Dr Rita Rigg, an Edinburgh-based Catholic GP with 26 years’ experience in NHS Lothian, shares her account of self-isolating after experiencing symptoms of Covid-19.

"On 15 March I was prompted, unprepared but strongly driven by the strength of my concerns, to stand up after Mass to speak to the congregation. I spoke at three Masses that day. I tried to convey to parishioners the importance of taking the situation seriously, to be prepared for what was to come and to learn to follow with confidence and humility the guidance of our experts.

Six days later I sent the following email to a few friends:

I am now unwell with suspected Covid 19. I have consulted my healthcare provider who has confirmed this likelihood. Frustratingly no testing for us as yet. Diagnosis is based on symptoms, as many diagnosis are, without requiring any confirmatory testing. I suspect that I was exposed to heavy viral loads whilst working almost full-time last week when the virus was definitely circulating in the community. We had no protection equipment.


Self-isolation in this context is strict and difficult to put in place. ‘Staying at home’ in this context applies to all close household contacts for 14 days, with no exceptions for going out. This is in contrast to the advice which applies to the rest of the “well” population which allows for outings for two essential reasons. It is more stringent than the measures that apply to the ‘very high risk’, ie the ‘shielding measures’, who are not allowed out for 12 weeks.

Whilst experiencing the symptoms I have to stay alone in my bedroom, with my door closed. Every time I leave my room I put on gloves and a face mask and ensure no one else is around and will stay away from the area I have walked in for as long as possible. The virus is spread in droplets from the respiratory tract which are expelled if you cough or sneeze and can remain in the air for possibly 24 hours. The house is well ventilated and needs to be so. Before I return to my bedroom I wipe clean all the hard surfaces including the handles on the doors. We cannot share phones.”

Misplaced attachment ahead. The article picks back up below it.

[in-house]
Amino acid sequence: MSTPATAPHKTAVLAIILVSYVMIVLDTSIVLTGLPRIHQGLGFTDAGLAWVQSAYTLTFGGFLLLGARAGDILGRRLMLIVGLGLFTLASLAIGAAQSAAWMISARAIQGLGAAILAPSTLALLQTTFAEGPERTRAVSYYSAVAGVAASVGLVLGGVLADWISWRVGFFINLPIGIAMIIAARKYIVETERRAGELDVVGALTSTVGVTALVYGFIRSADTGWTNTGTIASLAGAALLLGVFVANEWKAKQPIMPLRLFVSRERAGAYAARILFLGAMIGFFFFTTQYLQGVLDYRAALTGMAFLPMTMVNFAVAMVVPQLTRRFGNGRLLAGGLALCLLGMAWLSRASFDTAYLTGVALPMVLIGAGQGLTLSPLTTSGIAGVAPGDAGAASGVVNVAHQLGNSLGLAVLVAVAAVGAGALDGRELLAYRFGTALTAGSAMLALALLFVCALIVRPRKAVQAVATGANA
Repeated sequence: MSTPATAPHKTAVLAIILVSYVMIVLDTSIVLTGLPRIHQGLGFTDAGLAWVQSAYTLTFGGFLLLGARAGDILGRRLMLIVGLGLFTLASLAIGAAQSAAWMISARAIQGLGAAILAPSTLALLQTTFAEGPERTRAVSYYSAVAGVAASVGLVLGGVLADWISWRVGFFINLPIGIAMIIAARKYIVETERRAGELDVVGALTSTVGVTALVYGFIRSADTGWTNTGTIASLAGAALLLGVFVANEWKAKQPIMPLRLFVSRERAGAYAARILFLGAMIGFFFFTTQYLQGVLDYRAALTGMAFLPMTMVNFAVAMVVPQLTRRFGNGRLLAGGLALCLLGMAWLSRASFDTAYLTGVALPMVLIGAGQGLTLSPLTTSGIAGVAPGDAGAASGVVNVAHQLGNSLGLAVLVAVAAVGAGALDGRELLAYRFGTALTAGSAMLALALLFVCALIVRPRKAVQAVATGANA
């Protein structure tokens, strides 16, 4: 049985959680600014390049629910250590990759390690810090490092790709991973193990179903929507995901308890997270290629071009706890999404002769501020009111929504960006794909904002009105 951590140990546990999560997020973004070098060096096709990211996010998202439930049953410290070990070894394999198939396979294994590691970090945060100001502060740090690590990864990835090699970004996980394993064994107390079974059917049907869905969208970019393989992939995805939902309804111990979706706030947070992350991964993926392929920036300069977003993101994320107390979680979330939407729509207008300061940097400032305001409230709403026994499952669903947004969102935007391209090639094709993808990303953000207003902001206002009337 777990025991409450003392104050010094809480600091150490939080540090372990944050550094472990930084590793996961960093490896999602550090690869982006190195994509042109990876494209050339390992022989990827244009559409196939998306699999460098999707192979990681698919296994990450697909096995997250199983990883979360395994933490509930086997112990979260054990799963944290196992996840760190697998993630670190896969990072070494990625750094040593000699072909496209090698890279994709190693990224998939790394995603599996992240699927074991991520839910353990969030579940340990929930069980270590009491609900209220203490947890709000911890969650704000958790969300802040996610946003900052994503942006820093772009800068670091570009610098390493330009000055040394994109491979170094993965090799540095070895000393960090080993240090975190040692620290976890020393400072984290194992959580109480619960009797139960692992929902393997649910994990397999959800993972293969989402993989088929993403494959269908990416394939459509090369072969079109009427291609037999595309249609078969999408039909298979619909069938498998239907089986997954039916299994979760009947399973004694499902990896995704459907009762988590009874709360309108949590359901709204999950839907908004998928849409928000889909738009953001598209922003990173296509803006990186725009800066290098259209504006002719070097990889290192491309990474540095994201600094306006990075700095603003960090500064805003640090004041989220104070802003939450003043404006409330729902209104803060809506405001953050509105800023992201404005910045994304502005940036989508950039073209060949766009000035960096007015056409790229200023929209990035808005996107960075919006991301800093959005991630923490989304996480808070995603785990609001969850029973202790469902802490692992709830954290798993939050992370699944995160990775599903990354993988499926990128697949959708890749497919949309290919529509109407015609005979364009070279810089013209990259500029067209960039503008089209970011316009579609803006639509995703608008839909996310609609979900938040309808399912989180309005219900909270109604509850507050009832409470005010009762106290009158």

“The virus can remain on hard surfaces for at least 42, possibly 72 hours. I make sure that I have closed the door behind me. No-one is allowed, by the guidance from NHS Inform (“stay at home“ advice if you have symptoms), from going in that bathroom and in my room. Twice a day I go down into the kitchen, again trying to fit in the logistics of nobody being around for some time and again before and after I leave the kitchen.

I have to eat all my meals in my room. I keep all the dishes, cups, glasses I have used during the day in my room until I can take them down myself, wash them thoroughly, and put them in a different compartment in the dishwasher. Any towels or a dishcloth or oven gloves I use cannot be used by anyone else. All my clothes washing has to be at a high heat. These are essential tasks that only I am allowed to do, and feel exhausted afterwards.

I feel weary and exhausted. I am constantly nervous about my breathing although it is absolutely fine. I imagine that my lungs are tight, I imagine I have got chest pain. I want to communicate with people, but feel too tired to even hold the phone for any length of time.”

Getting better

“Day 10: I am now free from symptoms. I am tired physically but mentally I feel stronger. Mentally I have suffered- indescribably, totally unexpectedly, and in a way I have not experienced before. I have seen and experienced tragedy on several levels yet always found ways of dealing with this, usually through my faith and prayer and through human relationship.

I have been stunned by how my mind seemed completely out of control, unable to focus, unable to rationalise, and unable to pray. The sheer physical impact of the illness paralysed the control I had over my thoughts. I have felt too tired to put into place all my usual grounding techniques.

I realise there will be many who are and will be affected but again pray that by the time they are the virulence will have lessened.”

Read Dr Rigg's full account here